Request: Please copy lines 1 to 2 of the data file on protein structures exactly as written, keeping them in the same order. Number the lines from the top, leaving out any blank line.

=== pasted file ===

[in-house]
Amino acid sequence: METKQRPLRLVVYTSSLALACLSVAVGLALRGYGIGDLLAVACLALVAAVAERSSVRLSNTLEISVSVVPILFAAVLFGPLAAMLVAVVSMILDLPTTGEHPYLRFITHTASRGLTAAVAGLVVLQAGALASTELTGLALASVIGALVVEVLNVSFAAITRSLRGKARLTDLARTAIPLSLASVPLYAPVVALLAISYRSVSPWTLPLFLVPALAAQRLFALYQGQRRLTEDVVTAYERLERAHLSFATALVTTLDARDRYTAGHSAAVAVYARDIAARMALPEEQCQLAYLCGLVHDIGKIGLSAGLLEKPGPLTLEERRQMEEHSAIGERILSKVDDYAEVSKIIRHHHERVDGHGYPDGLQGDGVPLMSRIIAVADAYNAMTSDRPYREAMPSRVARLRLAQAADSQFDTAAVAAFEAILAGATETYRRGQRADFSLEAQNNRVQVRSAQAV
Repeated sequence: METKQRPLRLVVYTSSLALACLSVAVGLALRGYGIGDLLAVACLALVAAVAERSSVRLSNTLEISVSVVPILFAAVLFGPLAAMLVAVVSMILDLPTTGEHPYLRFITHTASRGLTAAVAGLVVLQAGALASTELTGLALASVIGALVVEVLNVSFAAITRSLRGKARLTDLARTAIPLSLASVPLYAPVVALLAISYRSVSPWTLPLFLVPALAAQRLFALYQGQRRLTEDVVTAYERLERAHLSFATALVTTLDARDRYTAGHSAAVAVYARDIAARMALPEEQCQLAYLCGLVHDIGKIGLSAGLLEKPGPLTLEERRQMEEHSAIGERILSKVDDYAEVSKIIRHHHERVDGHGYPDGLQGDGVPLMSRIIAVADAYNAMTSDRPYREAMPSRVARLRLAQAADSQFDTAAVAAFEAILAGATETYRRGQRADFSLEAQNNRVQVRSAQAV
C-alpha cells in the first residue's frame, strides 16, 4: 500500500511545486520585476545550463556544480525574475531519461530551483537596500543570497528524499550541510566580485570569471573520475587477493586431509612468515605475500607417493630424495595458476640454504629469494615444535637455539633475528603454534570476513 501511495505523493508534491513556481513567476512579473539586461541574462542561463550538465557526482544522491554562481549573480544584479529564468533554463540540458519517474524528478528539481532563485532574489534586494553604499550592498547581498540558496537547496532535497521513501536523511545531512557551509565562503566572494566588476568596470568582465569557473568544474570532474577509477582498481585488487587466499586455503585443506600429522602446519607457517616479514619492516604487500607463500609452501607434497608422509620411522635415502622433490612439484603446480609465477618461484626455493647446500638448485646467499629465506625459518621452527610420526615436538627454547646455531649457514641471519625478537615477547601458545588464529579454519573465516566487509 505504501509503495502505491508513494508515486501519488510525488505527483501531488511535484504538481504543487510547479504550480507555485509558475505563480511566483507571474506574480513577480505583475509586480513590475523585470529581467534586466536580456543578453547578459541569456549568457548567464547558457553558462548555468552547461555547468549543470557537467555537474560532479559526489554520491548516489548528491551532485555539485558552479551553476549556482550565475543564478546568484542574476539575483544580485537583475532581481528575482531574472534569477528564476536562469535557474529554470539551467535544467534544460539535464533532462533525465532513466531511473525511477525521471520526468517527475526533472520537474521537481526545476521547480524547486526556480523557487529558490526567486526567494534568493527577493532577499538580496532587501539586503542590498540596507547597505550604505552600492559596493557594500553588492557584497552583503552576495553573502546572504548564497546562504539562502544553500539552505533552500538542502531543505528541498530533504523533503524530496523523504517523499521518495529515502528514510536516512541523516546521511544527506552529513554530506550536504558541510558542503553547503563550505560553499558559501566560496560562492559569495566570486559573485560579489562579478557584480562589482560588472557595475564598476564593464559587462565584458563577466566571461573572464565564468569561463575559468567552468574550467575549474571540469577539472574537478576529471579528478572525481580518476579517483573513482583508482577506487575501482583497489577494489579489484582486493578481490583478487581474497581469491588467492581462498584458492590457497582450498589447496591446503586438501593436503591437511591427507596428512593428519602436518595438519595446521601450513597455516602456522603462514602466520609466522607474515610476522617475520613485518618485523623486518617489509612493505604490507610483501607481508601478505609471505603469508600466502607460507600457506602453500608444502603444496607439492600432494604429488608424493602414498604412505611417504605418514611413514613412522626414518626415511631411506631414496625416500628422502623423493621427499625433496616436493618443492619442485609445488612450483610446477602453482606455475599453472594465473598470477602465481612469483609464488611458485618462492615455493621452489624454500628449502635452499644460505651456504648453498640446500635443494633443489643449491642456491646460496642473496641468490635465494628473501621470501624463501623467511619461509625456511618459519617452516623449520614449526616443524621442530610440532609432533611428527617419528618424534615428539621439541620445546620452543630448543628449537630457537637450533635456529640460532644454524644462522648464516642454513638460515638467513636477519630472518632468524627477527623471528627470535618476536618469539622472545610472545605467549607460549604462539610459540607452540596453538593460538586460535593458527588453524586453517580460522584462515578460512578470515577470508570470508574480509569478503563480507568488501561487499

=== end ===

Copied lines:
[in-house]
Amino acid sequence: METKQRPLRLVVYTSSLALACLSVAVGLALRGYGIGDLLAVACLALVAAVAERSSVRLSNTLEISVSVVPILFAAVLFGPLAAMLVAVVSMILDLPTTGEHPYLRFITHTASRGLTAAVAGLVVLQAGALASTELTGLALASVIGALVVEVLNVSFAAITRSLRGKARLTDLARTAIPLSLASVPLYAPVVALLAISYRSVSPWTLPLFLVPALAAQRLFALYQGQRRLTEDVVTAYERLERAHLSFATALVTTLDARDRYTAGHSAAVAVYARDIAARMALPEEQCQLAYLCGLVHDIGKIGLSAGLLEKPGPLTLEERRQMEEHSAIGERILSKVDDYAEVSKIIRHHHERVDGHGYPDGLQGDGVPLMSRIIAVADAYNAMTSDRPYREAMPSRVARLRLAQAADSQFDTAAVAAFEAILAGATETYRRGQRADFSLEAQNNRVQVRSAQAV